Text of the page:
This time of year can feel so dark. Not just because the sun sets early and the twinkle lights are down. But many of our bodies are exhausted from the celebrating we did in December, the junk food we ate, and the money we spent. To top it off we are trapped inside by cold weather, and the walls start to feel like they are coming in on us.
Other years hold additional pain. The January I moved to Oklahoma was like that. I had just got a new job and by the second week, I started to realize how toxic the work environment was going to be, but also was under contract so I couldn’t go anywhere. The rest of the year was worse than I could have imagined. For years after, I would wake up gasping for breath from nightmares about that year.
Maybe that’s this year for you. Until then I had a prosperity gospel theology believing if I followed what was God’s will for my life then I would be blessed and life would be joyful. In hindsight, I can say, I see now the way God had his hand on me. Guiding me to freedom of his love, and deep knowledge he is always with me, rather than fear of constantly trying to avoid pain by “rightly discerning his will for my life”.
What we can learn from Job
We find in the book of Job the most in-depth grappling with human suffering and what suffering means in light of the goodness of God. Job struggled because he believed that suffering comes only as punishment for human sin.
Job had everything. He made wise choices that led to a thriving family life, wealth, and the respect of those who knew him. Then systematically it was all stripped away by evil. In chapter 1 his wealth was taken away. His children died in a storm. In Chapter 2 he becomes ill and every move is agony. By the middle of that chapter, his wife encouraged him to “curse God and die.”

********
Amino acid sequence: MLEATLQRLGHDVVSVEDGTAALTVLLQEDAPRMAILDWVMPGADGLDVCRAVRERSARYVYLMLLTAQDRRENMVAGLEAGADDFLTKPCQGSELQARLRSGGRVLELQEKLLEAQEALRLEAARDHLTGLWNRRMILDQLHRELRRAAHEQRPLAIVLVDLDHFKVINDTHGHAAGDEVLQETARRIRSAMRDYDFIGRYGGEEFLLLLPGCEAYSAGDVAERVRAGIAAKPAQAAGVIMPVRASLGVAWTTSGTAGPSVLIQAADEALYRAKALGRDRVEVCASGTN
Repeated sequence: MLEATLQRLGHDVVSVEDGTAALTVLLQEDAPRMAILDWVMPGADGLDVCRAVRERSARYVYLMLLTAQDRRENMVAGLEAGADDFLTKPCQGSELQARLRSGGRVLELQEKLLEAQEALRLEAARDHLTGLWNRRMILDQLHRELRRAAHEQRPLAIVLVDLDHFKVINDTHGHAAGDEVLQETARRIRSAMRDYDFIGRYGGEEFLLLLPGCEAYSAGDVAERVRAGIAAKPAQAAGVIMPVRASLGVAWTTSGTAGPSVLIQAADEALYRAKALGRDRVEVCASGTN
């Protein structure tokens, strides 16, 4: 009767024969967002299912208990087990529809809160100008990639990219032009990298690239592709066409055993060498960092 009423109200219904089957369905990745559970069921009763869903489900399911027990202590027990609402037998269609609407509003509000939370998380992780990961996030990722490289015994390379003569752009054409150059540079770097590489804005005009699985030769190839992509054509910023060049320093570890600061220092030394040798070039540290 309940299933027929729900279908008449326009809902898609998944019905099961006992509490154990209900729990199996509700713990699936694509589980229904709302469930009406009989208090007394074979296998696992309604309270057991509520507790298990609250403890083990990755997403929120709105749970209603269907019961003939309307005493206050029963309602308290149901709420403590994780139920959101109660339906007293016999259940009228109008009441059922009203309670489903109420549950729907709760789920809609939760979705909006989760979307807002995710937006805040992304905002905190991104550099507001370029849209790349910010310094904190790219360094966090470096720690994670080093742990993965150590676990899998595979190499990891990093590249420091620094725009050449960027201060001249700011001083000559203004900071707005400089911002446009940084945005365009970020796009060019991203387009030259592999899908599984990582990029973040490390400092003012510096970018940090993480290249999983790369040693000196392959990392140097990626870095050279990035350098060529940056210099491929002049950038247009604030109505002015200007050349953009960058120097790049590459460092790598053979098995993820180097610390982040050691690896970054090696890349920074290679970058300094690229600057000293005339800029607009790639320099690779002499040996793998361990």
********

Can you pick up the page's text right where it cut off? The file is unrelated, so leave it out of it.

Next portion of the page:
Then, his friends took it upon themselves to brainstorm what he could have done wrong to anger God. They declared that he must be the biggest sinner that the world had known to receive the treatment from God that he had been given. In the chapters that follow Job and his friends wrestle through the difficult questions of suffering and God’s goodness.
In the modern church, we often praise Job’s passivity, because it’s easier to understand. But what we see practically through the book is a very active faith. We watch Job walk through suffering without suggesting God is evil, or limited in power. Instead, his suffering moves him to step outside of himself and see the way that God is even more wise and glorious than we can imagine. His active faith his shown in the verse we will meditate on this week.
Can I Question God?
God reveals his plans are complex. He doesn’t resent our questions but rather meets us there in them to reveal his truth. Job only had a full understanding of what happened when he met God face-to-face. There he could seen and understand how God was “for” him even in the trials.
You can have hope in suffering, because what we see it brings is a deeper and more full understanding of who God is. Ask the hard questions, because he is big enough to handle and answer them.